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Peter Higgins, author of Wolfhound Century

Myke Cole, author of Shadow Ops Series

John Brown John, translator of the Zamonia Novels

Jim C. Hines author of Libriomancer

Nick Harkaway author of Angelmaker (review here)

Martha Wells author of The Cloud Roads

David Tallerman author of Giant Thief

Mazarkis Williams author of The Emperor's Knife

Rob Ziegler author of Seed

Steven Gould author of 7th Sigma

Douglas Hulick author of Among Thieves (review here)

Mark Charan Newton author of Nights of Villjamur (review here)

Kameron Hurley author of God's War (review here)

Brent Weeks author of The Black Prism (review here)

Anthony Huso author of The Last Page (review here)

Brandon Sanderson author of The Way of Kings (review here)

Lou Anders Editor of Pyr Books

Ian Tregillis author of Bitter Seeds (review here)

Sam Sykes author of Tome of the Undergates (review here)

Benjamin Parzybok author of Couch (review here)

Kristine Kathryn Rusch author of Diving Into the Wreck (review here)

Ken Scholes author of Lamentation

Cherie Priest author of Boneshaker (review here)

Lev Grossman author of The Magicians (review here)

Character Interviews

Alexia and Lord Maccon from Gail Carriger's Soulless

Lord Akeldama from Gail Carriger's Soulless

Eva Forge from Tim Akers's The Horns of Ruin

Atticus from Kevin Hearne's Hounded


The Daylight War by Peter V. Brett

A Memory of Light by Robert Jordan & Brandon Sanderson

Scoundrels by Timothy Zahn

Cold Days by Jim Butcher

Year Zero by Rob Reid

Alif: The Unseen by G. Willow Wilson

Scourge of the Betrayer by Jeff Salyards

Redshirts by John Scalzi

Control Point by Myke Cole

Angelmaker by Nick Harkaway
My BlogCatalog BlogRank Wikio - Top Blogs - Literature

7 Picks for the Summer

Summer is not only upon us, but sitting on most of our faces at this moment. Wouldn't it be nice to put something else a bit closer to your face? Well how about some good books? What a novel idea!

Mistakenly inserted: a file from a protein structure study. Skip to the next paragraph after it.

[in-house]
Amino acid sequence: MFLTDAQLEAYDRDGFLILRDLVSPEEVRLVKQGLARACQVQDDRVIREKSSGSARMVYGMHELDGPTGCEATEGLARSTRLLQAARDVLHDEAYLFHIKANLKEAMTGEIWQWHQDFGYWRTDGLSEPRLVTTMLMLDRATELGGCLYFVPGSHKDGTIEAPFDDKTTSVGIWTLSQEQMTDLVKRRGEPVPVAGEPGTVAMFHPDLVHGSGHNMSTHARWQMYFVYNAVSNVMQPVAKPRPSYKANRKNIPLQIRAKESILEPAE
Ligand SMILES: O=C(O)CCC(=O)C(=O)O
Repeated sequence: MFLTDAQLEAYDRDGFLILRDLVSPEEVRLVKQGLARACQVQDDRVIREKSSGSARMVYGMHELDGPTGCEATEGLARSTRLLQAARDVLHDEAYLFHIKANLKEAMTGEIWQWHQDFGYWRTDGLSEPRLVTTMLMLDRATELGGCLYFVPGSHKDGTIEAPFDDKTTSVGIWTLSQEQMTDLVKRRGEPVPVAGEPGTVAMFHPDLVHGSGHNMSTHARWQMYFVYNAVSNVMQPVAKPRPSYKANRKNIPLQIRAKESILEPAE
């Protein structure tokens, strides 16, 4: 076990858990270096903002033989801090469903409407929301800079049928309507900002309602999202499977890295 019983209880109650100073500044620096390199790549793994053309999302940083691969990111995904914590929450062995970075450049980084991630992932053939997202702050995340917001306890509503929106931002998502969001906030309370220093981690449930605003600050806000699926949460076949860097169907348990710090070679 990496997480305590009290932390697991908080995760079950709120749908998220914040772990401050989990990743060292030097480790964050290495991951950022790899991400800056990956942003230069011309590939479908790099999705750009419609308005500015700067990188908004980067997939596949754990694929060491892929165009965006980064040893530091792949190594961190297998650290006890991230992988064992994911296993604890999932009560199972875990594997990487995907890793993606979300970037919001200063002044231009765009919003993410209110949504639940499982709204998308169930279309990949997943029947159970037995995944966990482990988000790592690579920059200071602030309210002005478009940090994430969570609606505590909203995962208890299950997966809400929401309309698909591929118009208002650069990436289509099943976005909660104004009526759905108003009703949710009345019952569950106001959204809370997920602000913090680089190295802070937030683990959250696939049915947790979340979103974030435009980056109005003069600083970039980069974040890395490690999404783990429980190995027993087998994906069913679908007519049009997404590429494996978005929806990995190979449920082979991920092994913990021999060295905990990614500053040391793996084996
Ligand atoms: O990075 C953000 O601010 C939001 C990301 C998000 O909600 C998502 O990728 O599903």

Below are my Summer picks, which also amount to what are some of my favorite reads of the year thus far. I left off novels from series in progress as I like to think of this as a list I'd rattle off to a friend I haven't seen in a long time who might not be down the genre hole as deeply as I. These are in no particular order.

The Age of Ice by J. M. Sidorova

This one is definitely the most challenging read of the bunch, but it is worth it. If you're feeling the heat then the cure is surely The Age of Ice with a protagonist who has not only a cold disposition, but whose icy skin leaves him at arms length from everyone in his life. Placed during the late 1700s in Czarist Russia it is both a wonderful historical look at the period as well as a beautifully told story about feeling out of place wherever you are.

Love Minus Eighty by Will McIntosh

This is exactly what I want my Sci-Fi to be. The story centers on a future in which good looking women who die are kept cryogenically frozen and can be reanimated if someone is willing to pay the exorbitant costs involved. In less capable hands this could have easily turned comic, but McIntosh has infused his characters with such believable depth you can't help care for them. The future McIntosh envisions is telling about the direction of our own hyper connected society and the direction that we're headed towards.

The Golem and the Jinni by Helene Wecker

As the title intimates a Jewish golem and a genie out of Arabian lore both end up in New York City in search of a place they fit in. One is as blank slate driven by simple desires while the other is already hundreds of years old, but far out of their own time. The New York City of the early 1900s is not only beautifully explored but so are the communities of Syrian and Jewish these character inhabit. It's a fantastical love story that had me from its opening pages.

Promise of Blood by Brian McClellan

Guns and magic have finally hit their stride with McClellan's opening salvo in the Powder Mage Trilogy which we enter in the middle of a coup d'état with the King and his mages of old being silenced to usher in the age of the Powder Mages. My only real complaint is that there are very few women of substance in the telling. Hopefully this will be fixed in the subsequent volumes. Still McClellan's got me hooked and I need my next fix. Someone pass the snuff box.

The Ocean at the End of the Lane by Neil Gaiman